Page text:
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NCJRS Abstract

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NCJ Number: 78585 Find in a Library
Title: International Summaries: Police Press Agency as an Intermediary Between Crime and Criminal Reporting
Author(s): K H Reuband
Corporate Author: National Institute of Justice/NCJRS
United States of America
Date Published: Unknown
Page Count: 4
Sponsoring Agency: National Institute of Justice (NIJ)
Washington, DC 20531
National Institute of Justice/
Rockville, MD 20849
National Institute of Justice/NCJRS
Rockville, MD 20849
US Dept of Justice NIJ Pub
Washington, DC 20531
Contract Number: J-LEAA-023-77
Sale Source: National Institute of Justice/
NCJRS paper reproduction
Box 6000, Dept F
Rockville, MD 20849
United States of America

National Institute of Justice/
NCJRS Publication Sales
Box 6000 Department F
Rockville, MD 20849
United States of America
Document: PDF
Language: English
Country: United States of America
Annotation: The relationship between the representation of crime presented by West German police press agencies and newspaper coverage is analyzed on the basis of interviews with agency employees and newspaper articles.
Abstract: Police press releases are the most important newspaper sources for crime information as well as reporters' closest source to the actual criminal events. Police press agencies, found in most large German cities and staffed by police officers or former newspaper reporters, centralize crime information and permit the police to control the information flow. The press agencies issue 4 to 16 releases daily covering stories of interest to newspapers and traffic news. Sources of such releases are police reports on criminals and information gathered from various police divisions, as well as telephone and telegraph bulletins. The selection process requires careful consideration of the news potential of stories and public relations work with the police officers involved: criteria include (1) police needs and regulations, and (2) journalistic interests. In the releases, crimes of violence are overrepresented, so that the crime types covered bear no resemblance to statistical reality; from 1969 to 1975 and after 1975 violent crimes dominate the releases. Contrary to what was previously believed, some correlation seems to exist between a rise in the monthly tally of violent crimes and the tendency of police press officials to include violent crimes, or alternatively thefts, in the releases. Crime releases have the best chance of being chosen and traffic reports the worst, with violent crimes receiving the most coverage of all crimes (6 percent of all crimes, 37 percent of police press releases, and 47 percent of news stories taken from police releases) and being most likely to appear on the front page of the newspaper (68 percent). A bibliography, tables, and notes are furnished.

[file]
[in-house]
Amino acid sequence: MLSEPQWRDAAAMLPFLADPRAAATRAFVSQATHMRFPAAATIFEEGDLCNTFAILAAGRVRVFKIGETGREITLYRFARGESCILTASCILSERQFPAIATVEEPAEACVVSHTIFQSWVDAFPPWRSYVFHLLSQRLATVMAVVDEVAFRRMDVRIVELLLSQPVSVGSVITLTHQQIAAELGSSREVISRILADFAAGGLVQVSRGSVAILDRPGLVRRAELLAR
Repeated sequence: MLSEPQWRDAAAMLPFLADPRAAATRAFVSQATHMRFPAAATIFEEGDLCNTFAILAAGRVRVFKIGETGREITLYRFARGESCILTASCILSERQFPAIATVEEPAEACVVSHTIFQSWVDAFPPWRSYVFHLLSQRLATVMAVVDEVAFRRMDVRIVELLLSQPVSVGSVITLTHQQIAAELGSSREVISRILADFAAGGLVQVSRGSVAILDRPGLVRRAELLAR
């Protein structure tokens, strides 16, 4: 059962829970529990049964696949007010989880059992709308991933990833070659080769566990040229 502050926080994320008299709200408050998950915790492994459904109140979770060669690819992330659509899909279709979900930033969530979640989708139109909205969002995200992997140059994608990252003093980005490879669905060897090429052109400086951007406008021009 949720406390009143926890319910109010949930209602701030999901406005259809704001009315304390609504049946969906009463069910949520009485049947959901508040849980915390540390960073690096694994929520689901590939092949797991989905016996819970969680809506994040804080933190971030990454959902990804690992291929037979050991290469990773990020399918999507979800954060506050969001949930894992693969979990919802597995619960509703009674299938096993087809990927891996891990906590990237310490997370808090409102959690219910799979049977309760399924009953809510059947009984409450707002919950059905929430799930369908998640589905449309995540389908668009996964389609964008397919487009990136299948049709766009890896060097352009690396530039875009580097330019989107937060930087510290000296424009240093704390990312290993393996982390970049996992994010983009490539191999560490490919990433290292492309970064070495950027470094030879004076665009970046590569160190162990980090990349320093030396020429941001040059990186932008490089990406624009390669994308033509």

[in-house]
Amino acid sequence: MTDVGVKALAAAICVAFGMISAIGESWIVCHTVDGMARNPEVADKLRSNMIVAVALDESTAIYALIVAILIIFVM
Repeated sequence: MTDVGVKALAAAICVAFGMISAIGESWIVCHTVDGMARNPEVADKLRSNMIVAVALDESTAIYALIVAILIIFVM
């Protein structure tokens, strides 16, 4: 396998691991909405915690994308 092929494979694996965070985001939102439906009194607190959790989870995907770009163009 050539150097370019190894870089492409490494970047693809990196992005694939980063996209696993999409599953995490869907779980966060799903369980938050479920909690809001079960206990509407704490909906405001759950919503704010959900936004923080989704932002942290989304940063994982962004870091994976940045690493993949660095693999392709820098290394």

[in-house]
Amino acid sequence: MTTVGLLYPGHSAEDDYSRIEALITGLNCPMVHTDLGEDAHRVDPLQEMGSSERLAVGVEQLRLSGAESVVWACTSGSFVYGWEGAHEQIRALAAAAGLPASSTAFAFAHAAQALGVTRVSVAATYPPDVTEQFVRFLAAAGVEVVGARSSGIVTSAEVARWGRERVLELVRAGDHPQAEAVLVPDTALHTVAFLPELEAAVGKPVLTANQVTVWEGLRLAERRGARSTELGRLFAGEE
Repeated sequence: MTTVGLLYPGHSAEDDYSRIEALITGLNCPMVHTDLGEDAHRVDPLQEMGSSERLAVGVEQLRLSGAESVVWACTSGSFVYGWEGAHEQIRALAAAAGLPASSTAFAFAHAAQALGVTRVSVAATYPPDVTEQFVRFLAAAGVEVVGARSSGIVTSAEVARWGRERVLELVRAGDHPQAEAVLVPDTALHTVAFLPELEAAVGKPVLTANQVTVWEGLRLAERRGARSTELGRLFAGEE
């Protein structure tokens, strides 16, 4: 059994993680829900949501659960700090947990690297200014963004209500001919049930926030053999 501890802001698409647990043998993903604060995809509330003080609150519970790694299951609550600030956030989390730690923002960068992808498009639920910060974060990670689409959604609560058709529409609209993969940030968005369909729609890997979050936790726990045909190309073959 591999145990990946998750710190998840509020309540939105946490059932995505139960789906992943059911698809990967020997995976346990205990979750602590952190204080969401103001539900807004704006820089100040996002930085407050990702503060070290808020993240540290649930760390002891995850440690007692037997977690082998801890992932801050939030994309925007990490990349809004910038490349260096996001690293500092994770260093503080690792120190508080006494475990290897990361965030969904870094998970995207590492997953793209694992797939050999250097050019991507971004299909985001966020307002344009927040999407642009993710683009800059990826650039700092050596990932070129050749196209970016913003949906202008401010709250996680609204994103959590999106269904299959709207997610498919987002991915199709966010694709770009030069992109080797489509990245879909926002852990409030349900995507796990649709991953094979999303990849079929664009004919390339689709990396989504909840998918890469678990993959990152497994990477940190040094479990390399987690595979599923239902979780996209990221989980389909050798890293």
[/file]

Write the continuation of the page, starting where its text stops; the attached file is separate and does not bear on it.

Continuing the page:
Index Term(s): Germany; Media coverage; Police reports; Press relations; Press releases; Public Attitudes/Opinion; Public relations programs; Violent crimes
Note: This article, summarized and translated from German by Kathleen Dell'Orto, was originally published in West Germany in 1978. NIJ/NCJRS international summary of "Die Polizeipressestelle als Vermittlungsinstanz zwischen Kriminalitatsgeschehen und Kriminalberichterstallung" (NCJ-060801)
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